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You know how it is. All work and no play make Baby Boomers dull. There's no denying our strong work ethic, but we are also all about having fun. Visit here often and you can kiss dullness - in work and play - good-bye.
A Motorcycle in Your Future?

Baby Boomers have changed the motorcycle market in the US because they have bought so many bikes over the past few years. If you think you will soon be joining them on the open road, here are some safety tips below for new motorcycle riders.


What would drive you to buy a motorcycle? Let’s see: Record prices at the gas pump. The thrill of the open road. The company of good friends.


The motivation behind learning to a ride a motorcycle or scooter is different for every person.  However, the steps leading up to becoming a street-smart, safe rider are the same whether you’re choosing two wheels for financial, eco-conscious or just-for-fun reasons. Before deciding on your favorite brand of two-wheeler, Nationwide Mutual Insurance Company suggests the following:


  • Get legal. Obtaining a learner’s permit from your local Department of Motor Vehicles (DMV) office is the first step to learning how to ride. Laws vary, but most states issue a permit after you pass a written test on road safety. The National Highway Transportation Safety Administration found 25 percent of motorcyclists involved in fatal crashes in 2006 were operating their vehicles with invalid licenses at the time of the collision, so proper licensing and training is crucial to your safety. 
  • Learn from the pros. From cornering technique to accident avoidance, a safety course teaches the fundamentals of riding. The Motorcycle Safety Foundation (www.msf-usa.org) is a good resource for locating a class in your city. Keep in mind classes are popular and fill up quickly, so register early. Again, laws vary, but in most states you must pass a safety course before receiving an unrestricted motorcycle license.
  • Make the perfect match. Don’t let your eyes or emotions mislead you. Visit your local dealership and discuss your riding plans and needs before signing the sales contract. Try bikes with different riding positions -- café racer styles may look cool, but aren’t designed for comfort if you plan on riding long distances. Sit in the saddle and check out the practical aspects, such as making sure both of your feet can easily rest on the ground and if the mirrors provide a good view of what’s behind you.
  • Understand power isn’t everything. The modern motorcycle and scooter are blessed with an abundance of technology -- including more horsepower and top speeds than a street rider will ever need. All that power requires precision control and expertise -- so entry level riders may want to spend their first few thousand miles on a small or mid-size machine. Many websites and magazines have information outlining the different types of motorcycles and the benefits and drawbacks, of each. Two good resources are www.ama-cycle.org and www.motorcycles.org.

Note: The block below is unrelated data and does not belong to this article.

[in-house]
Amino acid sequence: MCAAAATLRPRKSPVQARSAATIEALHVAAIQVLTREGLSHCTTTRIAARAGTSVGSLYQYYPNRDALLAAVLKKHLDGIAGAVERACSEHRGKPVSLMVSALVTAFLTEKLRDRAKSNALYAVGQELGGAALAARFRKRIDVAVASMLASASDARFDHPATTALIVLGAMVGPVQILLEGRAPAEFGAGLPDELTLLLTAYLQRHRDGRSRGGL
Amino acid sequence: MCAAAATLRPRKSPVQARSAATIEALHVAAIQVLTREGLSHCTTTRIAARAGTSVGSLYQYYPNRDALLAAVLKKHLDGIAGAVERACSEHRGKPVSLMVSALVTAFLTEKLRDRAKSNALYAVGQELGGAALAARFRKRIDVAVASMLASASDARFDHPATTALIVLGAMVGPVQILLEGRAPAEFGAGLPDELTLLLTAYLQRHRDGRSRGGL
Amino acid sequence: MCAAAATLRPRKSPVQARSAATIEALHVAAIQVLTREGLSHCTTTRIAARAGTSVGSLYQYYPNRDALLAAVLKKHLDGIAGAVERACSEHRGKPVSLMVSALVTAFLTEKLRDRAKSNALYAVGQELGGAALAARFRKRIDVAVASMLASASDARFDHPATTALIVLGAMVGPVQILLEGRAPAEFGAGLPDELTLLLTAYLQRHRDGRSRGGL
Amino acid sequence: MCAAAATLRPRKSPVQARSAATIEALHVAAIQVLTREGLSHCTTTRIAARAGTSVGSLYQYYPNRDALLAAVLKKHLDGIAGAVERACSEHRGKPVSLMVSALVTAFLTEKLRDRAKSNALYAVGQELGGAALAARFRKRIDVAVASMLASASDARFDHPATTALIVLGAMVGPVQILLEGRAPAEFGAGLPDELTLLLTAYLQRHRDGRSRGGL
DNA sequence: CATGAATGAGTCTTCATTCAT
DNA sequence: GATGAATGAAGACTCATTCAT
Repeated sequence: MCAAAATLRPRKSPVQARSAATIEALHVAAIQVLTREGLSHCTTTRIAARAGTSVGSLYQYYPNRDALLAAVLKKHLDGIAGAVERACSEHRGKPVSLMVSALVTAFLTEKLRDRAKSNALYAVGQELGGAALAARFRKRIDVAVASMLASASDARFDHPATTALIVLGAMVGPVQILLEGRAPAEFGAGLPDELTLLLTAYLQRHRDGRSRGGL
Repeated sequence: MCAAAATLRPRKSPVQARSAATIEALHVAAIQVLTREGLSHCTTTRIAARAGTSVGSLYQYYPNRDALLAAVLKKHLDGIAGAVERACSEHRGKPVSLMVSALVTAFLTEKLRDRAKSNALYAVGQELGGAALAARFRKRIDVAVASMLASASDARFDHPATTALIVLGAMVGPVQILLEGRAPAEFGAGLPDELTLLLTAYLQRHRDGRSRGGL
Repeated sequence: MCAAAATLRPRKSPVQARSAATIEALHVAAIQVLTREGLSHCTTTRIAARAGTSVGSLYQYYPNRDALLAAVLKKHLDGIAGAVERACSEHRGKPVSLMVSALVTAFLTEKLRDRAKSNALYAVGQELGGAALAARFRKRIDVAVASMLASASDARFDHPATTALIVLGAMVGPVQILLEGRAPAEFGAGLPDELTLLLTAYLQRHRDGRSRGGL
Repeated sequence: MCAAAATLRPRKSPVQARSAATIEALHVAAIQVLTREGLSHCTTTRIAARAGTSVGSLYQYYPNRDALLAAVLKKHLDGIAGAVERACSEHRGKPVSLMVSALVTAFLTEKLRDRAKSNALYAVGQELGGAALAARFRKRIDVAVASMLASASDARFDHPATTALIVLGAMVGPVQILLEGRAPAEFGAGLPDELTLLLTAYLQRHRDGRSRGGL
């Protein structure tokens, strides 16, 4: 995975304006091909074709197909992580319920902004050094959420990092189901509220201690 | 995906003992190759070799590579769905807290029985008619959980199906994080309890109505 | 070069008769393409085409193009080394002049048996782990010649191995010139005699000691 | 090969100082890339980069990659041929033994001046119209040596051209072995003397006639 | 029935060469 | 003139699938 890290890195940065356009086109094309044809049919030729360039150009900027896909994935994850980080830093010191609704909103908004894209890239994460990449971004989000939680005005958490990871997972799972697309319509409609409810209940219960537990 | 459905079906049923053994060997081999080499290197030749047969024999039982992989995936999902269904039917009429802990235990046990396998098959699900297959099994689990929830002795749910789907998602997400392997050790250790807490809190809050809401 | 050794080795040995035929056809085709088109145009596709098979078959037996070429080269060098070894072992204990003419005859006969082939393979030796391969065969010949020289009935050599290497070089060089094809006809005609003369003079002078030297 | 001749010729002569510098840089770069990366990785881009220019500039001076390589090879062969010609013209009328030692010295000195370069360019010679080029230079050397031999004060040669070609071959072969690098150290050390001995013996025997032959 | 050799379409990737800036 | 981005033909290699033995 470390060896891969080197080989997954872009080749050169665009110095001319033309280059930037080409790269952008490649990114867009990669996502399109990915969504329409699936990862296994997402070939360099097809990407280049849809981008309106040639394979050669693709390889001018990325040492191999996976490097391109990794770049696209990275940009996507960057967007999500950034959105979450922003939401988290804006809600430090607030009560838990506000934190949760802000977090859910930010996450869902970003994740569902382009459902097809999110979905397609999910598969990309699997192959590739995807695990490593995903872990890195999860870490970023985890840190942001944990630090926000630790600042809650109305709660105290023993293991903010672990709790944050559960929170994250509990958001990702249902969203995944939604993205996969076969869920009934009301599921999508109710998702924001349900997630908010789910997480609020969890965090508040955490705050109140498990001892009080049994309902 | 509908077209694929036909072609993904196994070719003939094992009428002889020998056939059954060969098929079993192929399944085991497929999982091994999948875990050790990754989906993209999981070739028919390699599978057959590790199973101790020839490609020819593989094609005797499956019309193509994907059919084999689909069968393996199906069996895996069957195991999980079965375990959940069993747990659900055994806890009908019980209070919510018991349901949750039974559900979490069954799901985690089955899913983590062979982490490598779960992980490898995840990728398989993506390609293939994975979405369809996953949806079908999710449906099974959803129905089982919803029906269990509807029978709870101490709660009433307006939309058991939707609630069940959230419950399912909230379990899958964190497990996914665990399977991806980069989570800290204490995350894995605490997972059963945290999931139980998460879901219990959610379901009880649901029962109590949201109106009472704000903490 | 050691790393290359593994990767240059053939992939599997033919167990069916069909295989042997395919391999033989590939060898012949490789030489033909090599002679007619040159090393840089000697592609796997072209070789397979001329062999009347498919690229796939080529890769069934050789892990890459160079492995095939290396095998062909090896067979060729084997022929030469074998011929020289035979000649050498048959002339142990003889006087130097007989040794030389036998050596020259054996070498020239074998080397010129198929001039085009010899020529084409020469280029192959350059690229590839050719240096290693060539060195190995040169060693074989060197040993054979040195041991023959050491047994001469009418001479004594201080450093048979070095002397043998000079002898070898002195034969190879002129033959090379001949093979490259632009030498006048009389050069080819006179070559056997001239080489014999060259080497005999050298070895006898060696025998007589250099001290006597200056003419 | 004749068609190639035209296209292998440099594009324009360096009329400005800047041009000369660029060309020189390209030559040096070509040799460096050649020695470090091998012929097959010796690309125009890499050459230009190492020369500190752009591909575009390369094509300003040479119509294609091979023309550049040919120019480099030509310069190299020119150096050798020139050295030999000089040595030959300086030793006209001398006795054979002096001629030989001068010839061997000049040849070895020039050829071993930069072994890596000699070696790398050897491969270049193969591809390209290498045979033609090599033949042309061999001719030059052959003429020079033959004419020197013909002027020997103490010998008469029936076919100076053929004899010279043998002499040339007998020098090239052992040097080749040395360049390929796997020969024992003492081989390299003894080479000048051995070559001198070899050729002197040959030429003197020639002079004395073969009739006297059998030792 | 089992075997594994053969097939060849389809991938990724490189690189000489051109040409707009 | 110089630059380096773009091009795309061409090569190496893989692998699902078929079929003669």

• Buy great gear. Proper gear, including a DOT approved helmet, face and eye protection, gloves, boots, jacket and pants, will help keep you safe on the road and protect you from the elements.  Even in hot climates, vented jackets with protective inserts are an excellent idea -- riding in a T-shirt won’t prevent road rash or potential injury from flying debris or an errant bee. Good riding boots will protect you from road debris and hot exhaust pipes, while gloves improve your grip.  Choose bright colors and reflective materials for your clothing, so other motorists will see you on the road.
  • Get a quote before you buy. Find out annual insurance costs before you sign on the dotted line.  Many motorcycles cost as much as a car, and your premiums will vary accordingly. Buying a custom, or adding extra accessories like carbon fiber exhaust systems? Talk to your local motorcycle insurance specialist about special levels of coverage that will protect these extra assets.
  • Enjoy the community. The riding community is diverse: there’s a club for literally every brand of bike or scooter. Riding will introduce you to some of the most interesting people you’ll ever meet -- from every walk of life and professional level, all united by their passion for two wheels. Enjoy!

Information provided by the Natiolwide Mutual Insurance Company. To learn more about motorcycle insurance or to find an agent, visit www.nationwide.com.


Nationwide, based in Columbus, Ohio, is one of the largest diversified insurance and financial services organizations in the world, with more than $161 billion in assets.  Nationwide ranks #108 on the Fortune 500 list.  The company provides a full range of insurance and financial services, including auto, motorcycle, boat, homeowners, life, commercial insurance, administrative services, annuities, mortgages, mutual funds, pensions, long-term savings plans and health and productivity services.  For more information, visit www.nationwide.com.


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